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Hertz: Keep your $2.50

February 20, 2005|Jane Engle

Hertz CORP. abruptly withdrew a $2.50-per-reservation fee that it had planned to impose last week.

The rental-car company acted after corporate customers criticized the move, which would have applied to business and leisure customers.

Unlike reservation fees of $5 or $10 that several airlines began last year, Hertz's fee would have been added even to bookings made through its website.

Hertz spokesman Richard Broome said the fee was put on "indefinite hold" after "there were questions raised by some key accounts." He declined to say whether the company might consider such a fee in the future.

Kevin Mitchell, chairman of the Radnor, Pa.-based Business Travel Coalition, an advocacy group for more than 300 buyers of business travel, said he had urged members to call Hertz to protest what some of them deemed an "outrage."

Broome said Hertz proposed the fee to recoup the "ever-increasing costs related to our reservations systems." Mitchell accused the company of trying to transfer its distribution costs to customers.

Airlines vow lowest fares ... sort of

Taking a page from the big hotel chains, American and United this month joined the roster of airlines promising to offer the lowest prices on their own websites or they'll give customers $50 or more. Last year Continental and Northwest began similar guarantees.

There is less here than meets the eye, experts say.

Although details vary, no airline promises that its website's fares will beat those of competitors on the same route. Instead, each carrier guarantees only that fares on its own website are equal to or lower than those offered for the same flight on other websites, excluding bidding and discount sites such as or That also leaves out tickets bundled into packages or bought through consolidators and travel agents who sell tickets by phone or in person.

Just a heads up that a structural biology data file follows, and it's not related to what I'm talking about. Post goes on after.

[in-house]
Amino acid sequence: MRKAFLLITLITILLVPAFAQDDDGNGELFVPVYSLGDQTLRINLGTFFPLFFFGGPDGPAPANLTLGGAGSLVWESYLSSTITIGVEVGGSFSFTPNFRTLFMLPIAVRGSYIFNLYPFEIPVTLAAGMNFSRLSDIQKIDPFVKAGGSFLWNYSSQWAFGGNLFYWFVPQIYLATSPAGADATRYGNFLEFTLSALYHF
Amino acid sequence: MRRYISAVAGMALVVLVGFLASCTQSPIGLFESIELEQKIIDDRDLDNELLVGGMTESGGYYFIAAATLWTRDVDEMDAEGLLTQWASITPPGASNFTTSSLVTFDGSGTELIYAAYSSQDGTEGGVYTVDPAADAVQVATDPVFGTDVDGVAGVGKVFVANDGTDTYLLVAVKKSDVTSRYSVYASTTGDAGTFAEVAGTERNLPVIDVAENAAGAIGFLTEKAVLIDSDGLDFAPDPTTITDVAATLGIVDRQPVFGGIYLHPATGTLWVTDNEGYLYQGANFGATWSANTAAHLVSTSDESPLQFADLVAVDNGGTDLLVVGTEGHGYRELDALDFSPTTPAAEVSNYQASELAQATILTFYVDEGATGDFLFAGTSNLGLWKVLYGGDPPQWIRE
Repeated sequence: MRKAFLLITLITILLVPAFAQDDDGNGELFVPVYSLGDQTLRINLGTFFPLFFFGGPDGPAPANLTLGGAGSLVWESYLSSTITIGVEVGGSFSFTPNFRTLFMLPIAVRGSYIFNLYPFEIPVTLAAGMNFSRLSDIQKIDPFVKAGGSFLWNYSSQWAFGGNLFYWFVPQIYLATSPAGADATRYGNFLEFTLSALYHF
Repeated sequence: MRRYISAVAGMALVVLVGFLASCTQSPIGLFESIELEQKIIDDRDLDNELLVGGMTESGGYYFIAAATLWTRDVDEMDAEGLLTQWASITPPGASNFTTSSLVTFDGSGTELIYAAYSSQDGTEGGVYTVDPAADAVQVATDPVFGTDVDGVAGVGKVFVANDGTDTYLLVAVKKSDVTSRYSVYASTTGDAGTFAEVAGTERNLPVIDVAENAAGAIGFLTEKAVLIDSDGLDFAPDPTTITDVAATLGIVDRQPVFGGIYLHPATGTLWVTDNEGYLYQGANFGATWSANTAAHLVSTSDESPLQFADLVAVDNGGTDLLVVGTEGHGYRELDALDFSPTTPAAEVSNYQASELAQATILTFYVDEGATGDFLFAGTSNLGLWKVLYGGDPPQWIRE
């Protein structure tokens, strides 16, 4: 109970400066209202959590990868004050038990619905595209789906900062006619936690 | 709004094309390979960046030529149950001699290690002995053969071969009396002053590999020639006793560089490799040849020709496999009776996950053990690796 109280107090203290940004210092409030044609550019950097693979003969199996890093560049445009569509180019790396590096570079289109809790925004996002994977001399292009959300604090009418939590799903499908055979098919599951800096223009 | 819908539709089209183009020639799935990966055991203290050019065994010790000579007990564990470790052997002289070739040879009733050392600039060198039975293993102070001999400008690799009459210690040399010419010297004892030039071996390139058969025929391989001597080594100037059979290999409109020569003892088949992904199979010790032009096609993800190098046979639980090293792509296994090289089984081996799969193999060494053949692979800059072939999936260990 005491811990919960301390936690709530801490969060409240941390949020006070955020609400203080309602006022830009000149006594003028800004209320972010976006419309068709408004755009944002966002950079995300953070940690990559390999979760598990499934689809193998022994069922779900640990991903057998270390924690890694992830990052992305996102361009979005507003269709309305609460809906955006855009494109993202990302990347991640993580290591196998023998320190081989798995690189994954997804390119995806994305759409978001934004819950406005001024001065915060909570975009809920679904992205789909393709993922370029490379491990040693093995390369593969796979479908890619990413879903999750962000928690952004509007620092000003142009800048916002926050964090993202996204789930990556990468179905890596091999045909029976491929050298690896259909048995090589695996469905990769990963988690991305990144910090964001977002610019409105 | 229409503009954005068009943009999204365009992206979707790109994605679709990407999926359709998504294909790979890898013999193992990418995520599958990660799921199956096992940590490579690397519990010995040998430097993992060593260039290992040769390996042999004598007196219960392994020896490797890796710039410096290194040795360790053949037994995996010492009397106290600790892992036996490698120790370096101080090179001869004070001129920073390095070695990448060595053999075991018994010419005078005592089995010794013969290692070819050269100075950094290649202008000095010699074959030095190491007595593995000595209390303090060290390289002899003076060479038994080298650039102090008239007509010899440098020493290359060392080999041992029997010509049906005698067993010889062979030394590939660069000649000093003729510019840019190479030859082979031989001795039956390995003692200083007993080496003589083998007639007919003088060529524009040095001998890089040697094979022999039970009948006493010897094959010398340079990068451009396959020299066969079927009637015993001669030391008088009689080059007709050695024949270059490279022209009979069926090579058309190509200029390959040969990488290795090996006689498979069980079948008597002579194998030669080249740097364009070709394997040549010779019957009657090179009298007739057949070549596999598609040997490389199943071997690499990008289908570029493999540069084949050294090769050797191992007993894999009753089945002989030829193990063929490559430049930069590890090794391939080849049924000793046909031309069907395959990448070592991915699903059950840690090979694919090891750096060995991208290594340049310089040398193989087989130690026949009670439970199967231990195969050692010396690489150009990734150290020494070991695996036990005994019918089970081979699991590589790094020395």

The guarantees are cost-saving moves designed to drive customers to the airlines' websites, said Henry Harteveldt, vice president for travel research at San Francisco-based Forrester Research. It generally costs airlines $1 or less per ticket to process bookings that way, he said, versus an average of $12.50 through computerized reservation systems.

Could this be a renewed detente? Oui!

America's on-again, off-again romance with France seems to be back on again, judging from the Paris on the Potomac festival, which opened last week in the city that served up "freedom fries" after France opposed the Iraq war in 2003.

The festival, which runs through Memorial Day, celebrates French art, music and more.

Highlights include "Toulouse-Lautrec and Montmartre," with 250 artworks, March 20 to June 12, at the National Gallery of Art; cinematic salutes to French directors Jean-Luc Godard and Agnes Varda (various times, venues); more than 20 concerts and dance performances; and special city tours, including one by Bike the Sites ([202] 842-2453,, $40) on French-influenced architecture. Some restaurants will offer special French menus.

For information on events and hotel packages, visit

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